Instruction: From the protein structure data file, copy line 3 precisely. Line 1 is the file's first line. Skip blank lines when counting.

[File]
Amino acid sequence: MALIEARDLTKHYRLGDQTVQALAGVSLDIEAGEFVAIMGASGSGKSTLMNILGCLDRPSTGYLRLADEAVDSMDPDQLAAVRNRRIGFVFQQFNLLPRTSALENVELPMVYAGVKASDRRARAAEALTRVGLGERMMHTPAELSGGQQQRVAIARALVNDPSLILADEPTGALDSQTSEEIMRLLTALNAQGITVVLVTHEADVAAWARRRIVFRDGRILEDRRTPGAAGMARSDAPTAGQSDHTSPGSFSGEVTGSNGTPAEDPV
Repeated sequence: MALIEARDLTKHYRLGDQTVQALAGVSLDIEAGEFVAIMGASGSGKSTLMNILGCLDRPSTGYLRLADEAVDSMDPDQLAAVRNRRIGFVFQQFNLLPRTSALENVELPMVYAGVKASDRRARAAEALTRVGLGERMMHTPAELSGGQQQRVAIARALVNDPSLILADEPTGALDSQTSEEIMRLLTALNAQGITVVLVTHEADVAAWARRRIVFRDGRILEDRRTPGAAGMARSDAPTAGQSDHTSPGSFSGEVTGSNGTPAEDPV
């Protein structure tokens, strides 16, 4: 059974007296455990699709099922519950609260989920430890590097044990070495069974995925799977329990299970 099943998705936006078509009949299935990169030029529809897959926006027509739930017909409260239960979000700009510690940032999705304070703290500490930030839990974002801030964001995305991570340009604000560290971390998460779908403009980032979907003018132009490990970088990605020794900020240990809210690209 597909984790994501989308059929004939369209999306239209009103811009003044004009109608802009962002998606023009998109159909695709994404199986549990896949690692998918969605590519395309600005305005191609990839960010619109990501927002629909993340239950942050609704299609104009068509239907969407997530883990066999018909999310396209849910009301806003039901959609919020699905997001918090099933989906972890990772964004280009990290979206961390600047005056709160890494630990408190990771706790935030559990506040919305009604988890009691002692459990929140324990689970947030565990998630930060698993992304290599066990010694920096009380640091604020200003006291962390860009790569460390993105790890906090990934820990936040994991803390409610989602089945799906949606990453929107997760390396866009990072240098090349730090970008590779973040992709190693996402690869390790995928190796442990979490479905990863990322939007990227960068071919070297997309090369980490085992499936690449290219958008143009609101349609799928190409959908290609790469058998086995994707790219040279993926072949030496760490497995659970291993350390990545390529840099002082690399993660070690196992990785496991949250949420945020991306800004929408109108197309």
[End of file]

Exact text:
């Protein structure tokens, strides 16, 4: 059974007296455990699709099922519950609260989920430890590097044990070495069974995925799977329990299970 099943998705936006078509009949299935990169030029529809897959926006027509739930017909409260239960979000700009510690940032999705304070703290500490930030839990974002801030964001995305991570340009604000560290971390998460779908403009980032979907003018132009490990970088990605020794900020240990809210690209 597909984790994501989308059929004939369209999306239209009103811009003044004009109608802009962002998606023009998109159909695709994404199986549990896949690692998918969605590519395309600005305005191609990839960010619109990501927002629909993340239950942050609704299609104009068509239907969407997530883990066999018909999310396209849910009301806003039901959609919020699905997001918090099933989906972890990772964004280009990290979206961390600047005056709160890494630990408190990771706790935030559990506040919305009604988890009691002692459990929140324990689970947030565990998630930060698993992304290599066990010694920096009380640091604020200003006291962390860009790569460390993105790890906090990934820990936040994991803390409610989602089945799906949606990453929107997760390396866009990072240098090349730090970008590779973040992709190693996402690869390790995928190796442990979490479905990863990322939007990227960068071919070297997309090369980490085992499936690449290219958008143009609101349609799928190409959908290609790469058998086995994707790219040279993926072949030496760490497995659970291993350390990545390529840099002082690399993660070690196992990785496991949250949420945020991306800004929408109108197309």